Judges and juries always ponder whether people act “knowingly” or “recklessly” during criminal activity — and neuroscience has had little to add to the conversation.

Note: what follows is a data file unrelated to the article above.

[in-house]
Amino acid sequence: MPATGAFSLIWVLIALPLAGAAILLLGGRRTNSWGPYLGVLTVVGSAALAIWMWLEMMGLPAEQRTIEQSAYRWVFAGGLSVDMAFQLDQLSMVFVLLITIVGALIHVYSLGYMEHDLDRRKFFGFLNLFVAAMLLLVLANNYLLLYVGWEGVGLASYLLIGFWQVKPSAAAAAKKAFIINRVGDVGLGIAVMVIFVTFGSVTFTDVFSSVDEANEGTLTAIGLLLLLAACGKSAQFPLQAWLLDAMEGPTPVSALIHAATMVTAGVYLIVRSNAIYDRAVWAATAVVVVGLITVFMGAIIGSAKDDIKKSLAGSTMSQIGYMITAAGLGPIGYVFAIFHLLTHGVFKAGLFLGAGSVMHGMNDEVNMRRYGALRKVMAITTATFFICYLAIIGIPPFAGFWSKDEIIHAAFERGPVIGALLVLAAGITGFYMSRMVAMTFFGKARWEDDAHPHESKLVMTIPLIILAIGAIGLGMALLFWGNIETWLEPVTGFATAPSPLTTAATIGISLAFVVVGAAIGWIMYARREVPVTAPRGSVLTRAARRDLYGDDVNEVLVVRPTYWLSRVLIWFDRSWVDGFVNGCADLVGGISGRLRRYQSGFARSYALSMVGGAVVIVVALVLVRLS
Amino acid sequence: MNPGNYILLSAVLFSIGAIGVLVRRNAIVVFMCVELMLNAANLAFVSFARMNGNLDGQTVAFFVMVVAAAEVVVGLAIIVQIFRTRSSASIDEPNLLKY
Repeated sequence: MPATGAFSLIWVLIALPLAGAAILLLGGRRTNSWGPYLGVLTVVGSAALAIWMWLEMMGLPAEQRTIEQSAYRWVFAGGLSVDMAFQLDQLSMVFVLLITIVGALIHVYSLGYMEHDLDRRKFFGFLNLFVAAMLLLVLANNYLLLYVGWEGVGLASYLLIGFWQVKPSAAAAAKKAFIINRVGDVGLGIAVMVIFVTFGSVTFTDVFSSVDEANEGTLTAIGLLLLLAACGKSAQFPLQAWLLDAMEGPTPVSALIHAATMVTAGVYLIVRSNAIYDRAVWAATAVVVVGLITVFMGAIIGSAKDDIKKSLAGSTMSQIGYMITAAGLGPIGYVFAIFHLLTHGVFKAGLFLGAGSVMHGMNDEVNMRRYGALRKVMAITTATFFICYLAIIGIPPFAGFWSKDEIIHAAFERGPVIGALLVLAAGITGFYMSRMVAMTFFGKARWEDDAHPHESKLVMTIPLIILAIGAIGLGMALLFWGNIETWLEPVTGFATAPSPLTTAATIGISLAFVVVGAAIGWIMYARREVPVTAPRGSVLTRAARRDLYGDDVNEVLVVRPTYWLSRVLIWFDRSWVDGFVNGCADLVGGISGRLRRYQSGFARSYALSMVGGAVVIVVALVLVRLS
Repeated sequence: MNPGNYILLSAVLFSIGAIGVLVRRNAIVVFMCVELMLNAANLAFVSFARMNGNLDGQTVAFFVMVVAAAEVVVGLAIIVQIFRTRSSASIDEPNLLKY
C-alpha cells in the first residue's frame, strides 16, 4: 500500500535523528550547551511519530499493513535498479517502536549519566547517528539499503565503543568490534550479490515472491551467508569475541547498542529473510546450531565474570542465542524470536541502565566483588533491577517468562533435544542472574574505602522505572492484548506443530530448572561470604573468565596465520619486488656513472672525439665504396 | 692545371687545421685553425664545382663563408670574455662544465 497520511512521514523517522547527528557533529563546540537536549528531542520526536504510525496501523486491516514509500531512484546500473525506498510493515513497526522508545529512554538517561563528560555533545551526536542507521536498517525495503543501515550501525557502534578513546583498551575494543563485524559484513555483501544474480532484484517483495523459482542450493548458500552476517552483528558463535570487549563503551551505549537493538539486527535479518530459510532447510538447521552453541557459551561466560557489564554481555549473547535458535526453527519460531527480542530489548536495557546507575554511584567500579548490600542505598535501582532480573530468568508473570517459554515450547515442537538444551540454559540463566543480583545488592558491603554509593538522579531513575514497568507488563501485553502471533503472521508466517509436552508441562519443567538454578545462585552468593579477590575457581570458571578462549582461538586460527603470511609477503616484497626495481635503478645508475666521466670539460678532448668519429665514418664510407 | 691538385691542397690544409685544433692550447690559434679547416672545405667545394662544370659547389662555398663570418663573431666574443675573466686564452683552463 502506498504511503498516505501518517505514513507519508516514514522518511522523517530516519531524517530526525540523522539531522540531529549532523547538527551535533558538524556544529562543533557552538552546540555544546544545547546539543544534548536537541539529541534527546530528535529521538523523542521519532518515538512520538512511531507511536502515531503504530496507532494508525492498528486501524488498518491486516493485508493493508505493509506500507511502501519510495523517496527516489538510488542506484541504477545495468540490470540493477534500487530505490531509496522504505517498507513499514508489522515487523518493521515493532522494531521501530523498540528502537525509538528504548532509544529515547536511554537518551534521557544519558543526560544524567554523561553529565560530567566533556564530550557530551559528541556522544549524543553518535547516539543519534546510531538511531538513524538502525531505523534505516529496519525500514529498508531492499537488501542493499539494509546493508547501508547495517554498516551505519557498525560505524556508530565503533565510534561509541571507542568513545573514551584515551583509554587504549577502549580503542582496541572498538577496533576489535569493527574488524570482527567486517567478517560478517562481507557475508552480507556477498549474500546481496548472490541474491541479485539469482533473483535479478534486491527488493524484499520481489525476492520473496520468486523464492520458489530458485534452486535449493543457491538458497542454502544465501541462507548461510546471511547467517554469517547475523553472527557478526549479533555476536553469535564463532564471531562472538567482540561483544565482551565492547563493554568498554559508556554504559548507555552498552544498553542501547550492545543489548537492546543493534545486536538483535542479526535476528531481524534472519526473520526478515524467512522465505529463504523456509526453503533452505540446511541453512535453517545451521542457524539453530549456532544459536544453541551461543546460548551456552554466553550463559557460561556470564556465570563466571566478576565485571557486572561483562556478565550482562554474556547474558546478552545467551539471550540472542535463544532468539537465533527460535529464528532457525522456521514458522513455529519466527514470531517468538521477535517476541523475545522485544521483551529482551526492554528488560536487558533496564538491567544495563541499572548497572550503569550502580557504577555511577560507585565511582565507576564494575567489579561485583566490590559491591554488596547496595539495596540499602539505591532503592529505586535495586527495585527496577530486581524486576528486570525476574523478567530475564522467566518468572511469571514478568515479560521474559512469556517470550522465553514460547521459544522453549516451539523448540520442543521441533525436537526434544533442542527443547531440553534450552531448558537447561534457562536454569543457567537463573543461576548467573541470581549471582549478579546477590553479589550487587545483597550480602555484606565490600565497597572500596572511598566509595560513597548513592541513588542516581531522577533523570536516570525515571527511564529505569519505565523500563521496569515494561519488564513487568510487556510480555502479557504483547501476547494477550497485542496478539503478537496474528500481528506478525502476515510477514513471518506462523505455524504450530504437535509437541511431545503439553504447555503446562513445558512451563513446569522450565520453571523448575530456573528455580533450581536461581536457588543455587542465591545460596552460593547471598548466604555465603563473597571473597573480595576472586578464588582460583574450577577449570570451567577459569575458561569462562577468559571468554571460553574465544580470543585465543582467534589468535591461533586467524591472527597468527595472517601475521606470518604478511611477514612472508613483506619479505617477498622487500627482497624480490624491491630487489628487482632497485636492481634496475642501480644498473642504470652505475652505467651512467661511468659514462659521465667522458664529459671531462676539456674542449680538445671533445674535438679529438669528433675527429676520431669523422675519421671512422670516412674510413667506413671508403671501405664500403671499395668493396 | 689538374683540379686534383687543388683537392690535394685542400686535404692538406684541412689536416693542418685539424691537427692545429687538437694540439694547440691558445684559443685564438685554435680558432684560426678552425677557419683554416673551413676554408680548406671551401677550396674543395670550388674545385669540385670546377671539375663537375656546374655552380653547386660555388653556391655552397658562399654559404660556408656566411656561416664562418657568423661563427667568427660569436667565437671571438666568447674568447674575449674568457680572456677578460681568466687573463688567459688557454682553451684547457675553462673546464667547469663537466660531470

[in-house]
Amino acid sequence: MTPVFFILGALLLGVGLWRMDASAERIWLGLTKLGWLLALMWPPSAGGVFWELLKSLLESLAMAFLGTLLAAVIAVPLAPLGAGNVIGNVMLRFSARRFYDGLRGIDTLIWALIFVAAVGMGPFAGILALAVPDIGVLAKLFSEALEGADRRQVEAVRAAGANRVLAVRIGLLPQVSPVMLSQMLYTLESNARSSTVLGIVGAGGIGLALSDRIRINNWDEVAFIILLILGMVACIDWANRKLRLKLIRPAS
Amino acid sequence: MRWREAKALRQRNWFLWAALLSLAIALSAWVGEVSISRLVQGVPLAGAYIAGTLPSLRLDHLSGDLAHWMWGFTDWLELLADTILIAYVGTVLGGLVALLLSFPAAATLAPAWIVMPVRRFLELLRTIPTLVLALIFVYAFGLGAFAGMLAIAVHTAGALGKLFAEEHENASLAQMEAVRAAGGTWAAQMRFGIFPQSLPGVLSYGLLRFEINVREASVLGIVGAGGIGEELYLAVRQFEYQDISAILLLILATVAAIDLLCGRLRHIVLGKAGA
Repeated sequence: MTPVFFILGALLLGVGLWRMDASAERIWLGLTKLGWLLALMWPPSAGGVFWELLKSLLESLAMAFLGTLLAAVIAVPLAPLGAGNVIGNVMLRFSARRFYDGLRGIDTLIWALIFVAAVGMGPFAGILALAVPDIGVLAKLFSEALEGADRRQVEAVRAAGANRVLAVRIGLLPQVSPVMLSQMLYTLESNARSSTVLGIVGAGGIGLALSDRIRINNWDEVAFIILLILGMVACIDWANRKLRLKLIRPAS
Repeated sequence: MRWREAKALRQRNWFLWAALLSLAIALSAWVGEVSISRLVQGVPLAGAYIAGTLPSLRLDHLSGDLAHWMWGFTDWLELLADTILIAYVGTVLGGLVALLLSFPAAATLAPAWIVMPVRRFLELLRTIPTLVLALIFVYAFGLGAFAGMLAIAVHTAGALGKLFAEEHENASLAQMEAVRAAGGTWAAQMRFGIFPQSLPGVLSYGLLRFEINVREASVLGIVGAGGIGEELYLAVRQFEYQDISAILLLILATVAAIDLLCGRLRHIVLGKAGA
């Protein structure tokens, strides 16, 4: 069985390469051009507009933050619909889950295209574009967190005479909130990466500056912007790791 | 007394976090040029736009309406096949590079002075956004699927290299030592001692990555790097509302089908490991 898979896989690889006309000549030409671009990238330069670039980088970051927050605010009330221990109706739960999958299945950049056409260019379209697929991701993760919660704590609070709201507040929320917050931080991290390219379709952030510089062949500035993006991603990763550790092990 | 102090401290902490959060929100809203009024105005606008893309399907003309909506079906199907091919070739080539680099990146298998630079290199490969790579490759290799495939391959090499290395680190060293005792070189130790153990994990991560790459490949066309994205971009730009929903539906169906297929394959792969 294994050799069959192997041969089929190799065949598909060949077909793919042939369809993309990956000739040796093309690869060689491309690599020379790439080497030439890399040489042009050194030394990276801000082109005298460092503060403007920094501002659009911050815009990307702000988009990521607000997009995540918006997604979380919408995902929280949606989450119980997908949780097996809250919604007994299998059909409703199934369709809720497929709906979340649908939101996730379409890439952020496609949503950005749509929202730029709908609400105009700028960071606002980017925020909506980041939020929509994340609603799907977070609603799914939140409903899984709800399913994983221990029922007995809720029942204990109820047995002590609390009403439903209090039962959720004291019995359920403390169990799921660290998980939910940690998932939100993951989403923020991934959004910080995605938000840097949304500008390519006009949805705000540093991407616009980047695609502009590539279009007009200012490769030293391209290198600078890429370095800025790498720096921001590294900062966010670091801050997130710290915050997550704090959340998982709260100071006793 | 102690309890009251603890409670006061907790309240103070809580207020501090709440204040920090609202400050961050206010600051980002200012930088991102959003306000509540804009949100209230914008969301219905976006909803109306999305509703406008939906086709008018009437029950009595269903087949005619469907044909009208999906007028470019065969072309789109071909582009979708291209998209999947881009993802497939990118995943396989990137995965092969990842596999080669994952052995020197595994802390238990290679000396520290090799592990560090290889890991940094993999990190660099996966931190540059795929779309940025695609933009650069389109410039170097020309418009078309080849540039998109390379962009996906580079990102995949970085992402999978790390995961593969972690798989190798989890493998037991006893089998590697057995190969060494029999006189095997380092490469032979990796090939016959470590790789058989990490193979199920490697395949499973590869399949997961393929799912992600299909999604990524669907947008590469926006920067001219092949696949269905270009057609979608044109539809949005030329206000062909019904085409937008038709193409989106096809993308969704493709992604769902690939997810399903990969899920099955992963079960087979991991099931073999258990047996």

But now, researchers, including computational neuroscientist Read Montague of the Virginia Tech Carilion Research Institute, have discovered that brain imaging can determine whether someone is acting in a state of knowledge about a crime — which brings stiffer penalties — or a state of recklessness, which even in capital crimes such as homicide, calls for less severe sentences.

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